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T-Mobile raising prices on grandfathered-in customers with older plans

Customers on older tiers like "T-Mobile One" and "Simple Choice" will have to pay $2 to $5 extra if they don't move to a newer, potentially-costlier plan.

Customers on older tiers like "T-Mobile One" and "Simple Choice" will have to pay $2 to $5 extra if they don't move to a newer, potentially-costlier plan.

A T-Mobile retail store in downtown Portland, Oregon. (Photo by Matthew Keys for The Desk)
A T-Mobile retail store in downtown Portland, Oregon. (Photo by Matthew Keys for The Desk)

T-Mobile is taking a page out of the “Big Wireless” playbook by implementing price adjustments on some older plans that will see most long-time customers pay more money for the same service.

Affected customers began receiving text messages this week warning them of the price increase, which could see them pay between $2 and $5 extra on top of their old monthly rate.

The rate adjustment appears to primarily impact older wireless tiers like T-Mobile One and T-Mobile Simple Choice, according to KnowTechie, which published a copy of a text message received by a long-time customer.

A T-Mobile executive affirmed the price increases in a memo circulated to employees on Wednesday, noting it was the “first time in nearly a decade” that the wireless provider had adjusted its price on long-time customers. It comes several months after T-Mobile abandoned a plan to automatically move some customers on older plans to newer, pricier tiers of service amid criticism from subscribers and the press.

Like other wireless providers, T-Mobile has adjusted fees related to its core services in an effort to address higher costs associated with labor and inflation. Two years ago, the company increased its in-store activation fee from $30 to $35, offering customers the option to purchase service online and pay $10 for a SIM install kit if they wanted to avoid the fee.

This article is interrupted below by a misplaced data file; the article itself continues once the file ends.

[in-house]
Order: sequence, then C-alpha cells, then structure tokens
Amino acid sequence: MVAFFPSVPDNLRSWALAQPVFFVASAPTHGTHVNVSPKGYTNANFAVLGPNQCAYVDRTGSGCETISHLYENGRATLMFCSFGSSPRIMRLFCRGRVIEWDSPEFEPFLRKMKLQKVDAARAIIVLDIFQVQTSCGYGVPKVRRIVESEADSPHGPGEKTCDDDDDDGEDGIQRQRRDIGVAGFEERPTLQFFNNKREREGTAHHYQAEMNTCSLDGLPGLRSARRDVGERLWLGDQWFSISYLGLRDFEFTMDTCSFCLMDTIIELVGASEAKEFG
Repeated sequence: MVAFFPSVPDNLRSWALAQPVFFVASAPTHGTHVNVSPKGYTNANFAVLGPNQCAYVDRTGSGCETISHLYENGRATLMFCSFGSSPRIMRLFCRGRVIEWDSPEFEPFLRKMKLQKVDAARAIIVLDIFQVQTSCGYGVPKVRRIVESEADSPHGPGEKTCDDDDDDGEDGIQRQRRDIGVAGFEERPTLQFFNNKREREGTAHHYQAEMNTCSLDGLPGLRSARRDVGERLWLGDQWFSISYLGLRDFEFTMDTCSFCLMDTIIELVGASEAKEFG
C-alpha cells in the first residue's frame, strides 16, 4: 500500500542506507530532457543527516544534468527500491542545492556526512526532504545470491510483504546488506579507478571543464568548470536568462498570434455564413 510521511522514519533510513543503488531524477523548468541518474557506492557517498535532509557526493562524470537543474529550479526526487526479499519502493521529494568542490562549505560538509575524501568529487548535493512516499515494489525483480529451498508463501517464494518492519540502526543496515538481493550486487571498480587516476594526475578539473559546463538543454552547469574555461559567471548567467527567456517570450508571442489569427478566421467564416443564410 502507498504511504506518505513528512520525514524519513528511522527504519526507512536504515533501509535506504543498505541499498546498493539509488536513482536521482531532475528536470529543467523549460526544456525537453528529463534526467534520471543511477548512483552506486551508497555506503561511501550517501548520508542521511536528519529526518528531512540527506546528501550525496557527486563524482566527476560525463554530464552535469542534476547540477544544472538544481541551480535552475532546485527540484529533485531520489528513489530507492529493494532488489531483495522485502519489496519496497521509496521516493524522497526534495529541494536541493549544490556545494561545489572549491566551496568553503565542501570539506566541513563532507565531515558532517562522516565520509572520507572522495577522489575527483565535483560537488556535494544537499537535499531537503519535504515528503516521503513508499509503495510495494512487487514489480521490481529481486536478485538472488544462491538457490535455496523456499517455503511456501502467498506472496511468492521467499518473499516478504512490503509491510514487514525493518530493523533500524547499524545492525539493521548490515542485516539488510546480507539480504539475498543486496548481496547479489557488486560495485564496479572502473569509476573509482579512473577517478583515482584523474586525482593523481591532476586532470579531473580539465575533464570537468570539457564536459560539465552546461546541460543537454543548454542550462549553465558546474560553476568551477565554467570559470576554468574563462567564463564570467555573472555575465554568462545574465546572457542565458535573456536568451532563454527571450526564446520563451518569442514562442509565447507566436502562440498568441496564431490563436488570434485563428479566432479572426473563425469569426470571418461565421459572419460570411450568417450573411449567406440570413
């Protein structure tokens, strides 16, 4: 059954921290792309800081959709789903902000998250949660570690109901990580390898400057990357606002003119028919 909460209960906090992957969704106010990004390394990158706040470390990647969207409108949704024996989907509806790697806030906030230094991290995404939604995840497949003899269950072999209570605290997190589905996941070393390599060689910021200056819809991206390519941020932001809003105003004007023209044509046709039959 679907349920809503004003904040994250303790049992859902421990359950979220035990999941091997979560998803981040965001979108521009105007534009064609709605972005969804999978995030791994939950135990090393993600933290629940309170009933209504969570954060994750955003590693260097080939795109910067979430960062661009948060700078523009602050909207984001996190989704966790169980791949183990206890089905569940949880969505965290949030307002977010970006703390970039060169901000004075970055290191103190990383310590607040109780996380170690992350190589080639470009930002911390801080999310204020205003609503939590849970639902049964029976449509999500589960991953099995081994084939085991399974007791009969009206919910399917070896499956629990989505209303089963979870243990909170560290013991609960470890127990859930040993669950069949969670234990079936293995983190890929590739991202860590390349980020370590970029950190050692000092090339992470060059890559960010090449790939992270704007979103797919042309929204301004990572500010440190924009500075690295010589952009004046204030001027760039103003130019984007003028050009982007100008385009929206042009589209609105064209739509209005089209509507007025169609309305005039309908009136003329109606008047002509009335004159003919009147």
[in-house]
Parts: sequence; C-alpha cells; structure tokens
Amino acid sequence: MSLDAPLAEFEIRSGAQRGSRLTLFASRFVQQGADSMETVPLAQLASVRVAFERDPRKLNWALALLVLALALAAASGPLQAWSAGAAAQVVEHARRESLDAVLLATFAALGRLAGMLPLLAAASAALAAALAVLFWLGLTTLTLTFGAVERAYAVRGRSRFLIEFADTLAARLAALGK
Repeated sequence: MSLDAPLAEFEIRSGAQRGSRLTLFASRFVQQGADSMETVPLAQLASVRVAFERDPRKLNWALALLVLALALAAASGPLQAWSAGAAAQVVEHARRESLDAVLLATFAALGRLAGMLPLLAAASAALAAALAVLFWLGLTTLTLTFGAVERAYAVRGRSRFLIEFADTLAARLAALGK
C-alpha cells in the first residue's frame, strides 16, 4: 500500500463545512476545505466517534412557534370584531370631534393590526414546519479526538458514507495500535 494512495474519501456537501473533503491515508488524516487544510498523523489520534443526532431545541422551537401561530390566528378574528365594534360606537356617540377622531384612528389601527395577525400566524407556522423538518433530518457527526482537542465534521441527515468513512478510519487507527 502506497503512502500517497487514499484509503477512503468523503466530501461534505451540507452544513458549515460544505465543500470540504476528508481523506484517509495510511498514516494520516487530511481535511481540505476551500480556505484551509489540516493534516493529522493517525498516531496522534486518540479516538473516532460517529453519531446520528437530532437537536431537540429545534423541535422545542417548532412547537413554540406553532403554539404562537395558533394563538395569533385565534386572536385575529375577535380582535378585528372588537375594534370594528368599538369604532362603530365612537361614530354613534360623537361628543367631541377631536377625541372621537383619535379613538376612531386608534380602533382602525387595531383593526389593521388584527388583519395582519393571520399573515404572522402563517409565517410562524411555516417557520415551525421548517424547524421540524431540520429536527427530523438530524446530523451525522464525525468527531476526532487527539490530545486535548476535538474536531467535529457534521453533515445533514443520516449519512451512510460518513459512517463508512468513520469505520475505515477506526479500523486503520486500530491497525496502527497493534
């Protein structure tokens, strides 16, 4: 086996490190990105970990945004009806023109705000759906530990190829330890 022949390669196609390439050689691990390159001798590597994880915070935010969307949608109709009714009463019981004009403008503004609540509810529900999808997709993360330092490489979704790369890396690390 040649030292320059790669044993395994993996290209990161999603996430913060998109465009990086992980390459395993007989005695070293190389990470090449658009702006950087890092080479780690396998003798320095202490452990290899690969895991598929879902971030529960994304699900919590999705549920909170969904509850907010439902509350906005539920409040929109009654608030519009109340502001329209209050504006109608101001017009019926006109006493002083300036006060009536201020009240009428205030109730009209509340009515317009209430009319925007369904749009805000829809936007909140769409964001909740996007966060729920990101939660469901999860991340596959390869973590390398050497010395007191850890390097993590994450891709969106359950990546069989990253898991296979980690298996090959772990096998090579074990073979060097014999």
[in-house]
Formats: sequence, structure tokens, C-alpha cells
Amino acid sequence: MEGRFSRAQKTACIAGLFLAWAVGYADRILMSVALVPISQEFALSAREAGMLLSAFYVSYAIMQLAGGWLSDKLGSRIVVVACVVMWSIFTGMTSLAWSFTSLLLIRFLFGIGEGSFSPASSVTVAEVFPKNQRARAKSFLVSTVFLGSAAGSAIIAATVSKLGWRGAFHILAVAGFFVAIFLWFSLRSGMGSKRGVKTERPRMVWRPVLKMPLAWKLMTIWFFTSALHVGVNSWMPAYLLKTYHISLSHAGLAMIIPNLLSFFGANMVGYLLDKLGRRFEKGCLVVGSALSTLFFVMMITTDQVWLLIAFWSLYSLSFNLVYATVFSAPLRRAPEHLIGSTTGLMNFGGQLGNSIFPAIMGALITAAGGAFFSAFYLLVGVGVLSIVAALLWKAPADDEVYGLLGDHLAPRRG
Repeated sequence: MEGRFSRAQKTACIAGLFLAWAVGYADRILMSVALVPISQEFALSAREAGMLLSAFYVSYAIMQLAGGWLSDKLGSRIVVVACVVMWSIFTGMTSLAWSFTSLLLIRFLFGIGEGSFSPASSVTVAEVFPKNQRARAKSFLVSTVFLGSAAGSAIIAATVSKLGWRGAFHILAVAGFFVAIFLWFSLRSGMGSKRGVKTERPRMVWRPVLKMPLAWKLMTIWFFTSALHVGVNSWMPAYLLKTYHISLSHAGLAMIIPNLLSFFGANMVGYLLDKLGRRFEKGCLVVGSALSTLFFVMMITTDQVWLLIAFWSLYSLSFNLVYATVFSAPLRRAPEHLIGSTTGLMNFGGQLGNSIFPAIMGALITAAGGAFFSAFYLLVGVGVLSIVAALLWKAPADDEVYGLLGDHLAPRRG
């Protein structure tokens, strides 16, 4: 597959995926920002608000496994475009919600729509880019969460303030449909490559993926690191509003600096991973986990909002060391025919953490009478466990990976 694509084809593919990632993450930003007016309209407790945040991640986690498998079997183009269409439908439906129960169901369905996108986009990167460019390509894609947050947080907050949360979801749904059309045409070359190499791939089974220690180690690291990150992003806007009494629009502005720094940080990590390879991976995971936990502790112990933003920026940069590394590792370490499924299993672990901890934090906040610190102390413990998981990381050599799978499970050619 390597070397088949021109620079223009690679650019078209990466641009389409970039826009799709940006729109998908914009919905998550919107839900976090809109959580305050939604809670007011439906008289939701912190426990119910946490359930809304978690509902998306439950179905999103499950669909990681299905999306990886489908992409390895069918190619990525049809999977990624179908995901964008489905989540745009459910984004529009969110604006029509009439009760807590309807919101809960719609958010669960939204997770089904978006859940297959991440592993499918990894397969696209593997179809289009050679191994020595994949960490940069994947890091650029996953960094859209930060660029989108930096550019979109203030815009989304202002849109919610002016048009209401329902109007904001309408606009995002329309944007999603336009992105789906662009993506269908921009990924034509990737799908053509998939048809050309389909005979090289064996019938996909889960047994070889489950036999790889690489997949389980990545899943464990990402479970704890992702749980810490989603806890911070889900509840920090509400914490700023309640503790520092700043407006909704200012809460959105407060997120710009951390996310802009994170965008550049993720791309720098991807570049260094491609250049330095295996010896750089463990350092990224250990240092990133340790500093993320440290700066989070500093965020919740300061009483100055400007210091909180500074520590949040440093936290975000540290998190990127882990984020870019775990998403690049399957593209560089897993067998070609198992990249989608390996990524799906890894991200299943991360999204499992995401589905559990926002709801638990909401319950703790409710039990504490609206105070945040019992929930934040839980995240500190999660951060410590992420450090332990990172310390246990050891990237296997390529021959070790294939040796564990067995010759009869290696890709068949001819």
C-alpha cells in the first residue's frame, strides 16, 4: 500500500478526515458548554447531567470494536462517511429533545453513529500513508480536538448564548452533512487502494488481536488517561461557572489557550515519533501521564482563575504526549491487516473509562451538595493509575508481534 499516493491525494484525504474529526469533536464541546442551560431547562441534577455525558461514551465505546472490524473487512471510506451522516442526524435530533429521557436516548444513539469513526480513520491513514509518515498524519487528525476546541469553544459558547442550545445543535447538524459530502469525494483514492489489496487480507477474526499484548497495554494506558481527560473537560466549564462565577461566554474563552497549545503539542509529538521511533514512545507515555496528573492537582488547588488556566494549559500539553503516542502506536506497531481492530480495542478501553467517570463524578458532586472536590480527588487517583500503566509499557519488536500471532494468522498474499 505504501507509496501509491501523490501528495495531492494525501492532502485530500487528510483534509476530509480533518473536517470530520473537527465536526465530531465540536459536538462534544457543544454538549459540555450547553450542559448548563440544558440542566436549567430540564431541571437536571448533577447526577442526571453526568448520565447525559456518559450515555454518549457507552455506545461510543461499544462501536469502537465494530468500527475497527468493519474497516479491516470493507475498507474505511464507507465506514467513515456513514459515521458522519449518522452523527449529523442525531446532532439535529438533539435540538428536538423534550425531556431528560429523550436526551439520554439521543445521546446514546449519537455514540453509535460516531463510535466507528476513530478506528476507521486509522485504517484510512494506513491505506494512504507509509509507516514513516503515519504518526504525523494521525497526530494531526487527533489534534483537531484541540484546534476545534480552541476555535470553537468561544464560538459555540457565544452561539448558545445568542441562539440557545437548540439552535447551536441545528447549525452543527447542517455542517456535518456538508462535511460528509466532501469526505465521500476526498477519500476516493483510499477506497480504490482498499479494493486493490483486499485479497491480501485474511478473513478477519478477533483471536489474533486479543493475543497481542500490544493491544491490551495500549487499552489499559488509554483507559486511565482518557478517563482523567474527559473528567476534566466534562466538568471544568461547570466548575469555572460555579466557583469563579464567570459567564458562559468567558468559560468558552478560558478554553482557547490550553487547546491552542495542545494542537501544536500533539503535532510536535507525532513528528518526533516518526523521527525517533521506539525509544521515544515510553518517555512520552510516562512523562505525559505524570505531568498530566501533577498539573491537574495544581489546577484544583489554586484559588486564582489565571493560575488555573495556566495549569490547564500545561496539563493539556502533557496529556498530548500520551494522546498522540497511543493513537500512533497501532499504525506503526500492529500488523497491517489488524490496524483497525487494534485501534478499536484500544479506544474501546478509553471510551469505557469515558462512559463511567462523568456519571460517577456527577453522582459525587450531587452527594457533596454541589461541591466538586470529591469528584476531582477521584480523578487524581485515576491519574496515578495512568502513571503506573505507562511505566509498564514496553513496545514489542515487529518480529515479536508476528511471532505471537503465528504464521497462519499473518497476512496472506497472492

Business at T-Mobile has been good since then, with the company adding 532,000 lines during the first three months of 2024, according to financial documents filed with regulators and presented to investors.

“Our model is working,” Mike Sievert, T-Mobile’s CEO, said on a conference call following its first quarter (Q1) earnings release in April. “It’s consistent, and our confidence in it only builds with each passing quarter of success.”

T-Mobile competes fiercely against AT&T and Verizon for wireless customers, and has benefitted from a trend of subscribers shopping around for the best service, rate and value-added perks like streaming subscriptions and other discounts on goods and services.

To reach price-conscious consumers, T-Mobile announced last year it was acquiring Mint Mobile, which resells T-Mobile wireless connections through a unique pay-in-advance model. Unlike T-Mobile, Mint Mobile customers prepay for several months of service at once, and receive substantial savings compared to if they purchased postpaid wireless service on a monthly basis. The acquisition secured regulatory approval earlier this year and was finalized in April.

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About the Author:

Matthew Keys

Matthew Keys is a nationally-recognized, award-winning journalist who has covered the business of media, technology, radio and television for more than 11 years. He is the publisher of The Desk and contributes to Know Techie, Digital Content Next and StreamTV Insider. He previously worked for Thomson Reuters, the Walt Disney Company, McNaughton Newspapers and Tribune Broadcasting.
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